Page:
34. KC Says:

    All these people just trying to find something wrong, so childish. We all now you are just jealous because you don’t have the guts or ingenuity to do something like this.

    I think it is awesome!!

    I have a completely clear acrylic computer case and this would look sweet and be easily visible from the front of my pc. Ignore the haters, awesome job!!

  35. Antitheus Says:

    (i want to built in leds as well but were can I connect them

    And why to do it?
    because you can’t spend the whole day with your girfriend or school and you can show it to your friends and say look what I’ve made and then they will response ooooh cool how did you do that

    (my english is probably quite bad that’s because I’m from Holland)

  36. Keith Says:

    Don’t listen to the haters,man!It’s actually quite a decent idea.Okay,I agree it’s not something to be taken lightly.There are a myriad number of ways it would wreck your HDD.But so what?If you have the skills and equipment necessary to do this,then go for it!Hell,you should patent the idea.As far as I know,nobody has done this before.Apple would probably go crazy for an idea like this.A home made transparent HDD with all the possible problems?No.A properly manufactured one?YES.Awesome idea.Keep up the good work.

  37. anthony Says:

    Western Digital sells a drive with a window now ,but its no where near as cool as yours. I’m going to try this my self soon. Any one trying should keep in mind any dust or dirt or what ever that gets in the drive once you pull the cover of will likely destroy the drive. Also the new cover needs to have a vent hole which you would cover with tape. the hole is to allow for changes in atmospheric pressure.

    One more thing
    Whats with all the negative comments? I mean I might not want to try this with a brand new drive,But any one trying probably has couple of dozen old drives lying around. I’m guessing the negative stuff is coming from people who bought their computers from a chain like Best buy or Dell. If you built a computer your self (maybe the case too) you might see how a mod like this could look great.

  38. Frankie Four Watt Says:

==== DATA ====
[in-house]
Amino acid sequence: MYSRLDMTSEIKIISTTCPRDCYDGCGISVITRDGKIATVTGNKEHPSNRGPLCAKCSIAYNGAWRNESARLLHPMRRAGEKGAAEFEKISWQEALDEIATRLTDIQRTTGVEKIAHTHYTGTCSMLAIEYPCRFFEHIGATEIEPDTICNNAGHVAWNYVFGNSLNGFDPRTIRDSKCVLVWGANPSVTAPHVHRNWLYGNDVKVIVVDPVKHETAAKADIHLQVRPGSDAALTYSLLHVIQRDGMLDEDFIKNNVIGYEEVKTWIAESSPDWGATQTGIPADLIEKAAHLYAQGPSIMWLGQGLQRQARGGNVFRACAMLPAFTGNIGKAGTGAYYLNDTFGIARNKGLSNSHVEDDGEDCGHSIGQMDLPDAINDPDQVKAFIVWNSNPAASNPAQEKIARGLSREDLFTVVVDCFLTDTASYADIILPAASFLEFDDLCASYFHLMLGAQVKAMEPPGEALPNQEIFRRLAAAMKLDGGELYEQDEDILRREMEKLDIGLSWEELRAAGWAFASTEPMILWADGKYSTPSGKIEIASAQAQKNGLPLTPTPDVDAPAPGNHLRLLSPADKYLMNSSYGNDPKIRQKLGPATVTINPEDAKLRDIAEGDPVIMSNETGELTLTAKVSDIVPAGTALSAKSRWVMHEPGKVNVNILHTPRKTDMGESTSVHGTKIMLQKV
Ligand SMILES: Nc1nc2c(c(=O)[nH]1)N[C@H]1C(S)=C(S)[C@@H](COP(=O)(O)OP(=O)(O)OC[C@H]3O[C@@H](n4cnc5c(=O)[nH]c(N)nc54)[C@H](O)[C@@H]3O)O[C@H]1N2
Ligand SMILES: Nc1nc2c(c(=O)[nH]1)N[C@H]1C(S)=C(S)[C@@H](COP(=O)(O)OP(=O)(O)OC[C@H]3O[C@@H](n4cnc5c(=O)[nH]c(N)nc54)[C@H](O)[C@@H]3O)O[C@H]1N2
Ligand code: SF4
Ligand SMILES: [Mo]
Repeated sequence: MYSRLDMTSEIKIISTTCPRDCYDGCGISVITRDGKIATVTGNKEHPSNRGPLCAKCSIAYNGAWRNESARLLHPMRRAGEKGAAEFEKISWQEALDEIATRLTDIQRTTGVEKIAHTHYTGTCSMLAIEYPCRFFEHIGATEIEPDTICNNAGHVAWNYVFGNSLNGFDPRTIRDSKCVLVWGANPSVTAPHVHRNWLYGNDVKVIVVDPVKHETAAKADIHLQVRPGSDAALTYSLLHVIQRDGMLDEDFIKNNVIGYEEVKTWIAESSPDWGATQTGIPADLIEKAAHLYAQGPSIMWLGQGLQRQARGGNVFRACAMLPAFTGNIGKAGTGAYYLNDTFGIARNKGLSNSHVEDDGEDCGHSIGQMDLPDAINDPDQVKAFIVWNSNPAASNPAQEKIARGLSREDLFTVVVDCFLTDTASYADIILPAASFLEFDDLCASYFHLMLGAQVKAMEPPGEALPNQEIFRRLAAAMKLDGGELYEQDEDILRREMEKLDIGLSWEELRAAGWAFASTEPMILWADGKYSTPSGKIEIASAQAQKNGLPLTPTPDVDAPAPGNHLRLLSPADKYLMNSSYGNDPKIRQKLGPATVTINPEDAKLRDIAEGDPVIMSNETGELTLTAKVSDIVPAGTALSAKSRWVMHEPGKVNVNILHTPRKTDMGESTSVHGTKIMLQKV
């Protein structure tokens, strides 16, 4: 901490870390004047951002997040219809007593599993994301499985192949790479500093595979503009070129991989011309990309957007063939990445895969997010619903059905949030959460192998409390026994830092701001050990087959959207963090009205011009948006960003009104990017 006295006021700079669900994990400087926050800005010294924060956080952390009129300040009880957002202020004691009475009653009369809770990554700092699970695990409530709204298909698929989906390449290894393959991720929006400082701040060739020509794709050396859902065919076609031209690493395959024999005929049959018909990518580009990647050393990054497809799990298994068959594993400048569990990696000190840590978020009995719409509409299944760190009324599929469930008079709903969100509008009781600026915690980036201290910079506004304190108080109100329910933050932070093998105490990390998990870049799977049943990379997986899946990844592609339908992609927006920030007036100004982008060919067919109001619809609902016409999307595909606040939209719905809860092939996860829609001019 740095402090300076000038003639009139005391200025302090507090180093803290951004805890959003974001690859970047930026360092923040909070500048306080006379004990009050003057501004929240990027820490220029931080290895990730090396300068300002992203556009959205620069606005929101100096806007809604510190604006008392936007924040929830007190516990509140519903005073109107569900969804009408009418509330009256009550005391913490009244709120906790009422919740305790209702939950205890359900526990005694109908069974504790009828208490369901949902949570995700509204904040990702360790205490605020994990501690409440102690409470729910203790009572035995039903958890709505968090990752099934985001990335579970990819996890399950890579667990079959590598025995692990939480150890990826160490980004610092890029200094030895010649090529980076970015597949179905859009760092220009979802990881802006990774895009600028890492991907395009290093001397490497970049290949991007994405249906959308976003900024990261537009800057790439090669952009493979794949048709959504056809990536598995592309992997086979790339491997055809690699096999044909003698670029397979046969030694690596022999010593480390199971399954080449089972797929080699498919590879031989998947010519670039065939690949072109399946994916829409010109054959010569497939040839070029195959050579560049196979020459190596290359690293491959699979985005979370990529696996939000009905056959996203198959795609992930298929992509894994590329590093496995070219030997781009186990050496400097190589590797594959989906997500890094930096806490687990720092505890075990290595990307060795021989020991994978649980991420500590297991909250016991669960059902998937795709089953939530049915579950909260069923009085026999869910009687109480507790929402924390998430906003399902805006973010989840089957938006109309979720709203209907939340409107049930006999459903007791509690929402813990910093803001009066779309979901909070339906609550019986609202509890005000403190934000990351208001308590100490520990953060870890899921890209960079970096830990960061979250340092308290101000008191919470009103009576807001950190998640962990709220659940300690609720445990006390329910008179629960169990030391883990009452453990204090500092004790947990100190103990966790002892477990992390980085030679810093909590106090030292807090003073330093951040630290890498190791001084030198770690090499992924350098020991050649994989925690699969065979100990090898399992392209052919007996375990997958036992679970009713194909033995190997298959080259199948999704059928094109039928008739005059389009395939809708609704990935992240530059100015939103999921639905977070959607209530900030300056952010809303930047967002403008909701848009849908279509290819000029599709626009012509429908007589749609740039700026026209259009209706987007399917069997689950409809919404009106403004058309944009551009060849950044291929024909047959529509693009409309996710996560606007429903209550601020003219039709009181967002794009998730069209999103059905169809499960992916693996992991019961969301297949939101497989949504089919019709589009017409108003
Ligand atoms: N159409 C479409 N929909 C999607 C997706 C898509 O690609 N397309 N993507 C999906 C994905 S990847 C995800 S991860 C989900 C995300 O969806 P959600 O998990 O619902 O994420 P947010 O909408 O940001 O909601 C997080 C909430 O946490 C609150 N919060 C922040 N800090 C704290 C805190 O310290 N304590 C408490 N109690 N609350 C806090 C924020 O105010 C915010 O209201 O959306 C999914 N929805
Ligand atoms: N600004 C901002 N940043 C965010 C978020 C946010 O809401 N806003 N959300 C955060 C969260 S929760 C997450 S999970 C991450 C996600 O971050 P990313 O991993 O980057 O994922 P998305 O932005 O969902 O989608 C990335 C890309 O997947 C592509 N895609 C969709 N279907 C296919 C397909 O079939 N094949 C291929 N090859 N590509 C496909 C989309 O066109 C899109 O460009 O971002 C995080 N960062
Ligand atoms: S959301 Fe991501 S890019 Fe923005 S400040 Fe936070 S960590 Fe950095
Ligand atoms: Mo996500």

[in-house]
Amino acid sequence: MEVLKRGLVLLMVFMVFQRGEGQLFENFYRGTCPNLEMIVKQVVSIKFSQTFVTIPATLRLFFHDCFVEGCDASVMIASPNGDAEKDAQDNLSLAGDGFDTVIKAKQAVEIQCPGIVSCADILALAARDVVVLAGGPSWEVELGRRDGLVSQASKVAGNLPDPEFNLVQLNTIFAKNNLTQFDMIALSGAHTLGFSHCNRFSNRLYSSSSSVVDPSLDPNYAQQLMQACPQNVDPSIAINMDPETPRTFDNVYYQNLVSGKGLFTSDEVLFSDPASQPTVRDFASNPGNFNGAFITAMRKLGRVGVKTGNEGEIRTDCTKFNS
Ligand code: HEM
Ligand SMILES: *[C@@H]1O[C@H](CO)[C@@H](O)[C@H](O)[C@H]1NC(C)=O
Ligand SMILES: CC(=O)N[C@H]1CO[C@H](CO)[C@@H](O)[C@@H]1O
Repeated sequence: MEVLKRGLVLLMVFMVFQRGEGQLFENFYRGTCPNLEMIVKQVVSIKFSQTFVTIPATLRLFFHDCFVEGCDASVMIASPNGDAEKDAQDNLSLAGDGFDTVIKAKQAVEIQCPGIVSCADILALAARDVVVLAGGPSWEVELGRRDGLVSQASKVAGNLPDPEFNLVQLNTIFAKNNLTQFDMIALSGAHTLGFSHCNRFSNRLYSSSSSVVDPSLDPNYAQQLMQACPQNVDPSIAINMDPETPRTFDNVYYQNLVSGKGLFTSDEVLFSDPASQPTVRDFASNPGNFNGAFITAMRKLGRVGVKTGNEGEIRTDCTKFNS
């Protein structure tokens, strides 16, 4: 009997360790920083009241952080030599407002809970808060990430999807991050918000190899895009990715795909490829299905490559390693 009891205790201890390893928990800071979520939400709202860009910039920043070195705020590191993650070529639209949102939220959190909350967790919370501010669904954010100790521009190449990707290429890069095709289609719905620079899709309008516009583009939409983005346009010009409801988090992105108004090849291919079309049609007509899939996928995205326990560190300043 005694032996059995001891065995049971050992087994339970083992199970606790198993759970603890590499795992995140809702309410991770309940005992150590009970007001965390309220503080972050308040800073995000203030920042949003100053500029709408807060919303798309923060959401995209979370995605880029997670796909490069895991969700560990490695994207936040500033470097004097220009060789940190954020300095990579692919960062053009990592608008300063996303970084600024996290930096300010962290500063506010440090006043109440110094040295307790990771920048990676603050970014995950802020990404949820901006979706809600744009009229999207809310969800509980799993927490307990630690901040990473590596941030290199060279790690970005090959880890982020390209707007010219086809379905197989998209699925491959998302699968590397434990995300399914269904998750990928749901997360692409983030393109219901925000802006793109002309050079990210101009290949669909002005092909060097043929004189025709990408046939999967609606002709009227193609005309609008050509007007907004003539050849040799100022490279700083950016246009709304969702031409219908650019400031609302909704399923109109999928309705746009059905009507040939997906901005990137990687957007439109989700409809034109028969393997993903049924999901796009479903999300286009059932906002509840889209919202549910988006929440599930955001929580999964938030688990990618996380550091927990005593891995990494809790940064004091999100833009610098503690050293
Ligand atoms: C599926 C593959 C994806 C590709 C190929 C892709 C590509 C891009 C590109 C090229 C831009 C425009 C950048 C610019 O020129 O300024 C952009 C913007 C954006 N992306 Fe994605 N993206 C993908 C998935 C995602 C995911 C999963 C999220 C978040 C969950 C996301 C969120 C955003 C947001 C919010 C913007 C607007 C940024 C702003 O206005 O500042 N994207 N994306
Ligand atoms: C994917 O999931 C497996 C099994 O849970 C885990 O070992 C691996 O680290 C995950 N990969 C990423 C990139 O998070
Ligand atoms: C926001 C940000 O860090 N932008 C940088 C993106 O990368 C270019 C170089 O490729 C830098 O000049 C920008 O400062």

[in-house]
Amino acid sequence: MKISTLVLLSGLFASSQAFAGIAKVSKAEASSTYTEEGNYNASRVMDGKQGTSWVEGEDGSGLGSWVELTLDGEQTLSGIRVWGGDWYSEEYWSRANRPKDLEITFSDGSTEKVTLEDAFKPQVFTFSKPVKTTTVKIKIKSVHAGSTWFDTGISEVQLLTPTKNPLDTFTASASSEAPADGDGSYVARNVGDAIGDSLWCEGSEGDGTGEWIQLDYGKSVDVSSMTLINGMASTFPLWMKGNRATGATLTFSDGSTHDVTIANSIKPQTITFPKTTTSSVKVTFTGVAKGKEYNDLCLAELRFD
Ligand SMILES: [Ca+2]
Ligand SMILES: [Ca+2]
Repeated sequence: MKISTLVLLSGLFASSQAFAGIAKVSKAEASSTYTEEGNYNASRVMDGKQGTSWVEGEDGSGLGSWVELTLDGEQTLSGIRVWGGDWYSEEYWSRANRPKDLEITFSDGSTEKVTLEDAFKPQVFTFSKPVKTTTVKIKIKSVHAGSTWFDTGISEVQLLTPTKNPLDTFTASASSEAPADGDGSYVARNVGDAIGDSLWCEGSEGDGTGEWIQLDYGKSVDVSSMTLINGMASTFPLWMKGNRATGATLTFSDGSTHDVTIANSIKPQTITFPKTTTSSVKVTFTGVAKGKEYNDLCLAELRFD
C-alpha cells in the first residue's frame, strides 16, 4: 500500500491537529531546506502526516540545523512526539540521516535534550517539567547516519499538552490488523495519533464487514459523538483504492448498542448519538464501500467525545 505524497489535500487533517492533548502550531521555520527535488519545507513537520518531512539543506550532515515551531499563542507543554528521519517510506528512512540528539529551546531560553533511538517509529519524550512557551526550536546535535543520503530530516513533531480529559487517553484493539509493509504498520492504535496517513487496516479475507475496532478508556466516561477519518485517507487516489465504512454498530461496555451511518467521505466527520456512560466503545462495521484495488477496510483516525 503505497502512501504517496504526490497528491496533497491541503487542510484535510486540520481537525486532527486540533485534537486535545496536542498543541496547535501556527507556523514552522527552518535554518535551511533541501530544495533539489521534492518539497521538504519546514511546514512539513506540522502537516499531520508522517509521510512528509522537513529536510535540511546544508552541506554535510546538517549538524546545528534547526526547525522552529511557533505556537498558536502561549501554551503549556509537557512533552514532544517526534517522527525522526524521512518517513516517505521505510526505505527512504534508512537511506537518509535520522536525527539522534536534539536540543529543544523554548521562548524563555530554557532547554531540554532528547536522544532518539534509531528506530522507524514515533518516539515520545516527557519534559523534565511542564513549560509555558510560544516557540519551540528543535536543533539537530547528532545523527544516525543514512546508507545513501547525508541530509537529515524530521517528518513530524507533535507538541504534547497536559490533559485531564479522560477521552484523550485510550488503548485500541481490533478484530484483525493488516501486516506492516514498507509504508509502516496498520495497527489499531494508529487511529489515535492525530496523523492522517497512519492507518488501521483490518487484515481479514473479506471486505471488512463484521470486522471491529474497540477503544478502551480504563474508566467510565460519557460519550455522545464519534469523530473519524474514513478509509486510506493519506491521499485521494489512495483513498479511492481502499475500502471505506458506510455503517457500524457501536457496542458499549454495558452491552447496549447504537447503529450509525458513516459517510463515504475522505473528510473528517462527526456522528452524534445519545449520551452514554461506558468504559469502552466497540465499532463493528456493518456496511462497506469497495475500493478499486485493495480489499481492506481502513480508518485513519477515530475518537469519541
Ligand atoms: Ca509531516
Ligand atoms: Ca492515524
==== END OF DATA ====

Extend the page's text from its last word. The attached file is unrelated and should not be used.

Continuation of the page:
A must 4 a see-thru case!!!!! Why so negative just sitting there it looks like a million. Keep up the good work.

  39. Jonathan Says:

    Awesome. I probably would not buy that new drive with the Plexiglas cover, but doing it myself would be cool. I have 6 drives from 2-10 GB doing nothing. And to all against this, what’s the big deal. Like some of the others said, the fun is trying to successfully mod a drive.


    10 sheets of colored plexiglass 4 inchesx 6 inches, $8.69:

    or, lots of other colors:

  41. Beranimus Says:

    Hey this is great. I just finished doing it to my 1 terabyte hard drive. Ya kinda gusty. Well all went well until I was putting it back to gether and the head of one of the tiny screws broke off. To make matters worse it was the screw that holds the arm that goes over the platters on. Now the arm wont work correctly. Any idea how to get this screw out? Just look at a pick of a Western Digital WD10EACS and you can see what I mean. I can post pics of that would help. Please let me know if any of you guys have any ideas. I’m really not happy right now.

  42. Mishu Says:

    I wanna do the same, but in stead of the frame on wich you siliconated the plexi, i’ll use another layer of plexi. Can you e-mail me and tell me the enviroment you;ve swiched the tops?

  43. JH Says:

    Ye goodness, that is seriously good! That would be extremely useful for demonstrating to students etc. the operation of the drive. Bet it looks good when spinning.

  44. Yamis Says:

    you could do both method 1 and method 2 at the same time. like take the lid off hdd#1 put the plexi glass on it do the swap with hdd#2 take hdd#2’s lid and put plexi glass on it and put it on hdd#1. then run them in raid 1 so theres twice the chance of your data surviving (not that id trust data to survive on one of those)
    I want to make one of those so bad and ive got 3 spare hdds at my feet right now plus one in my silverware drawer i just don’t know if any of them work :(